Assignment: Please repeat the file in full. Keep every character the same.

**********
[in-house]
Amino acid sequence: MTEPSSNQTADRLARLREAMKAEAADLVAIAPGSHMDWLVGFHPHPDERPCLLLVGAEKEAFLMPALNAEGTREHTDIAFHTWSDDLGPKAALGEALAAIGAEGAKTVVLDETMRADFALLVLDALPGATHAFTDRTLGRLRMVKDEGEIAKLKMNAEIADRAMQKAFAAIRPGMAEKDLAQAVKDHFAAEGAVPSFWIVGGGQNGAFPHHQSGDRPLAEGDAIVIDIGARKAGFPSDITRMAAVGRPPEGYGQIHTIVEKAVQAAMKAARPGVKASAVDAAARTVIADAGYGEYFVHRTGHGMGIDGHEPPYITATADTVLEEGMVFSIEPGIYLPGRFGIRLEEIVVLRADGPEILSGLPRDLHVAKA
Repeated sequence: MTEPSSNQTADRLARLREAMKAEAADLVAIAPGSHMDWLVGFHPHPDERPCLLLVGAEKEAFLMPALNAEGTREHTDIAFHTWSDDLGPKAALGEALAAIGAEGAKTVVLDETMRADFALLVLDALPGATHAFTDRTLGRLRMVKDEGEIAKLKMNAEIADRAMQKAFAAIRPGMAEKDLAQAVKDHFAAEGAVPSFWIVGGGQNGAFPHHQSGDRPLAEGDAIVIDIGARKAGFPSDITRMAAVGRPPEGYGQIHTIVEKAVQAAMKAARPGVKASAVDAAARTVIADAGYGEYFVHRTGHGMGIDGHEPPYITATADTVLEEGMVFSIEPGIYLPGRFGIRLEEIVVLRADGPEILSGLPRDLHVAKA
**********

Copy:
[in-house]
Amino acid sequence: MTEPSSNQTADRLARLREAMKAEAADLVAIAPGSHMDWLVGFHPHPDERPCLLLVGAEKEAFLMPALNAEGTREHTDIAFHTWSDDLGPKAALGEALAAIGAEGAKTVVLDETMRADFALLVLDALPGATHAFTDRTLGRLRMVKDEGEIAKLKMNAEIADRAMQKAFAAIRPGMAEKDLAQAVKDHFAAEGAVPSFWIVGGGQNGAFPHHQSGDRPLAEGDAIVIDIGARKAGFPSDITRMAAVGRPPEGYGQIHTIVEKAVQAAMKAARPGVKASAVDAAARTVIADAGYGEYFVHRTGHGMGIDGHEPPYITATADTVLEEGMVFSIEPGIYLPGRFGIRLEEIVVLRADGPEILSGLPRDLHVAKA
Repeated sequence: MTEPSSNQTADRLARLREAMKAEAADLVAIAPGSHMDWLVGFHPHPDERPCLLLVGAEKEAFLMPALNAEGTREHTDIAFHTWSDDLGPKAALGEALAAIGAEGAKTVVLDETMRADFALLVLDALPGATHAFTDRTLGRLRMVKDEGEIAKLKMNAEIADRAMQKAFAAIRPGMAEKDLAQAVKDHFAAEGAVPSFWIVGGGQNGAFPHHQSGDRPLAEGDAIVIDIGARKAGFPSDITRMAAVGRPPEGYGQIHTIVEKAVQAAMKAARPGVKASAVDAAARTVIADAGYGEYFVHRTGHGMGIDGHEPPYITATADTVLEEGMVFSIEPGIYLPGRFGIRLEEIVVLRADGPEILSGLPRDLHVAKA